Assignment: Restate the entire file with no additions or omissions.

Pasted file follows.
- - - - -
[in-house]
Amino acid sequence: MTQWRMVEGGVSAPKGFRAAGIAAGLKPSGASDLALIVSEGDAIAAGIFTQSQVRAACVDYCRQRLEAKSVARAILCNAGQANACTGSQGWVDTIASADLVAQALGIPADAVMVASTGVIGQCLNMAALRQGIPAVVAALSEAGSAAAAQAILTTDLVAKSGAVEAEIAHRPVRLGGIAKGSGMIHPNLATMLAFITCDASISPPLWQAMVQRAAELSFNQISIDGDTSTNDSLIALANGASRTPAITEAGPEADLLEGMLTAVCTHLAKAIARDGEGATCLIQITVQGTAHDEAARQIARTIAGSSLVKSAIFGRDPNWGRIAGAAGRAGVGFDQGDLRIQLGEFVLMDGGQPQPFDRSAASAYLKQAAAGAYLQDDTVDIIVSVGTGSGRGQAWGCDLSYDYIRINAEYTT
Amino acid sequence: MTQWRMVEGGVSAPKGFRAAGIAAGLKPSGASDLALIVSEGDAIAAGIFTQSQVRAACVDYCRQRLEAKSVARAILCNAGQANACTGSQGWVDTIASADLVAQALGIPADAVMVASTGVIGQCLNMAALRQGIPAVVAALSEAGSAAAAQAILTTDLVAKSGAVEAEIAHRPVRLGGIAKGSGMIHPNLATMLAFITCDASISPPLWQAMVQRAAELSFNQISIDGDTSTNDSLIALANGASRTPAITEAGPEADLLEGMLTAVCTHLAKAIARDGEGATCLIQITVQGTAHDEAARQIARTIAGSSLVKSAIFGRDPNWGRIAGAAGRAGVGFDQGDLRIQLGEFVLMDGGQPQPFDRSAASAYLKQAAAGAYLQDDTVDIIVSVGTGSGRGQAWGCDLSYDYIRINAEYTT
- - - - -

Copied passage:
[in-house]
Amino acid sequence: MTQWRMVEGGVSAPKGFRAAGIAAGLKPSGASDLALIVSEGDAIAAGIFTQSQVRAACVDYCRQRLEAKSVARAILCNAGQANACTGSQGWVDTIASADLVAQALGIPADAVMVASTGVIGQCLNMAALRQGIPAVVAALSEAGSAAAAQAILTTDLVAKSGAVEAEIAHRPVRLGGIAKGSGMIHPNLATMLAFITCDASISPPLWQAMVQRAAELSFNQISIDGDTSTNDSLIALANGASRTPAITEAGPEADLLEGMLTAVCTHLAKAIARDGEGATCLIQITVQGTAHDEAARQIARTIAGSSLVKSAIFGRDPNWGRIAGAAGRAGVGFDQGDLRIQLGEFVLMDGGQPQPFDRSAASAYLKQAAAGAYLQDDTVDIIVSVGTGSGRGQAWGCDLSYDYIRINAEYTT
Amino acid sequence: MTQWRMVEGGVSAPKGFRAAGIAAGLKPSGASDLALIVSEGDAIAAGIFTQSQVRAACVDYCRQRLEAKSVARAILCNAGQANACTGSQGWVDTIASADLVAQALGIPADAVMVASTGVIGQCLNMAALRQGIPAVVAALSEAGSAAAAQAILTTDLVAKSGAVEAEIAHRPVRLGGIAKGSGMIHPNLATMLAFITCDASISPPLWQAMVQRAAELSFNQISIDGDTSTNDSLIALANGASRTPAITEAGPEADLLEGMLTAVCTHLAKAIARDGEGATCLIQITVQGTAHDEAARQIARTIAGSSLVKSAIFGRDPNWGRIAGAAGRAGVGFDQGDLRIQLGEFVLMDGGQPQPFDRSAASAYLKQAAAGAYLQDDTVDIIVSVGTGSGRGQAWGCDLSYDYIRINAEYTT